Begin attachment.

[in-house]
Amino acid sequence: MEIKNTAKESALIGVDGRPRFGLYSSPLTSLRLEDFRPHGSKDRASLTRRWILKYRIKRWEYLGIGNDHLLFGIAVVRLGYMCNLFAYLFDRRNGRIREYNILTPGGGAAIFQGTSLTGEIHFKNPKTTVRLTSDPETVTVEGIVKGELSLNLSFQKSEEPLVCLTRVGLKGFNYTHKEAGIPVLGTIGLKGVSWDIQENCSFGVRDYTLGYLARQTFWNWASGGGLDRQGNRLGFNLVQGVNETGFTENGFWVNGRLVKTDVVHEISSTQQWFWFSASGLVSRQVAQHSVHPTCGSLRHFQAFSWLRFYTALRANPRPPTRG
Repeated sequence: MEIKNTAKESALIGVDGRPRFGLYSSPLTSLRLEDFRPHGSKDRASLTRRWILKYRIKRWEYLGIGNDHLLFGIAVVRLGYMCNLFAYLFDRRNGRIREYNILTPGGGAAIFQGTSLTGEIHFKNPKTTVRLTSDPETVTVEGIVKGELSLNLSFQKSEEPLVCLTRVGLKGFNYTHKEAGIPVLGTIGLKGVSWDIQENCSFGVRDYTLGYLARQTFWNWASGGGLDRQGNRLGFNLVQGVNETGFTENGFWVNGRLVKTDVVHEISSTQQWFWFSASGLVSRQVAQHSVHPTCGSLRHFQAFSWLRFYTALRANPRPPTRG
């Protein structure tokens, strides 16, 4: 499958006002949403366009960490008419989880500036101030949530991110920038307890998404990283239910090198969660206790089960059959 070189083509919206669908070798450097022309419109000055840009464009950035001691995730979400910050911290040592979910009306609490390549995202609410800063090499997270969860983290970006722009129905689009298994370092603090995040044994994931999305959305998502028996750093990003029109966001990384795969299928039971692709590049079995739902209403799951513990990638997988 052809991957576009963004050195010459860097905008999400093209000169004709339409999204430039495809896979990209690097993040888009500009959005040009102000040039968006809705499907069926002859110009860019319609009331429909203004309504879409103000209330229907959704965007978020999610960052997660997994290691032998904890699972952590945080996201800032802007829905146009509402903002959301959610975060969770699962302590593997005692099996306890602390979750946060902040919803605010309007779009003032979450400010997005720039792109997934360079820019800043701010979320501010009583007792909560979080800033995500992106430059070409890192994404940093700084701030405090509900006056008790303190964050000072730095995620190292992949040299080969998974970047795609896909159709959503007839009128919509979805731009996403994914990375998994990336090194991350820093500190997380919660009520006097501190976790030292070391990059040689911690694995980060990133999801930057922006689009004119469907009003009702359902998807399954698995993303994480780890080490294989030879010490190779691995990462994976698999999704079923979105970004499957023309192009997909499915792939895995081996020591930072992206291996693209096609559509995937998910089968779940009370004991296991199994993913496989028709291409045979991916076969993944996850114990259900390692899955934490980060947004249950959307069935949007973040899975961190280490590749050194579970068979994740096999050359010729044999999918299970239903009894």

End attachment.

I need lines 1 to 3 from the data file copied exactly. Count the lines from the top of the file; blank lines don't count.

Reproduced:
[in-house]
Amino acid sequence: MEIKNTAKESALIGVDGRPRFGLYSSPLTSLRLEDFRPHGSKDRASLTRRWILKYRIKRWEYLGIGNDHLLFGIAVVRLGYMCNLFAYLFDRRNGRIREYNILTPGGGAAIFQGTSLTGEIHFKNPKTTVRLTSDPETVTVEGIVKGELSLNLSFQKSEEPLVCLTRVGLKGFNYTHKEAGIPVLGTIGLKGVSWDIQENCSFGVRDYTLGYLARQTFWNWASGGGLDRQGNRLGFNLVQGVNETGFTENGFWVNGRLVKTDVVHEISSTQQWFWFSASGLVSRQVAQHSVHPTCGSLRHFQAFSWLRFYTALRANPRPPTRG
Repeated sequence: MEIKNTAKESALIGVDGRPRFGLYSSPLTSLRLEDFRPHGSKDRASLTRRWILKYRIKRWEYLGIGNDHLLFGIAVVRLGYMCNLFAYLFDRRNGRIREYNILTPGGGAAIFQGTSLTGEIHFKNPKTTVRLTSDPETVTVEGIVKGELSLNLSFQKSEEPLVCLTRVGLKGFNYTHKEAGIPVLGTIGLKGVSWDIQENCSFGVRDYTLGYLARQTFWNWASGGGLDRQGNRLGFNLVQGVNETGFTENGFWVNGRLVKTDVVHEISSTQQWFWFSASGLVSRQVAQHSVHPTCGSLRHFQAFSWLRFYTALRANPRPPTRG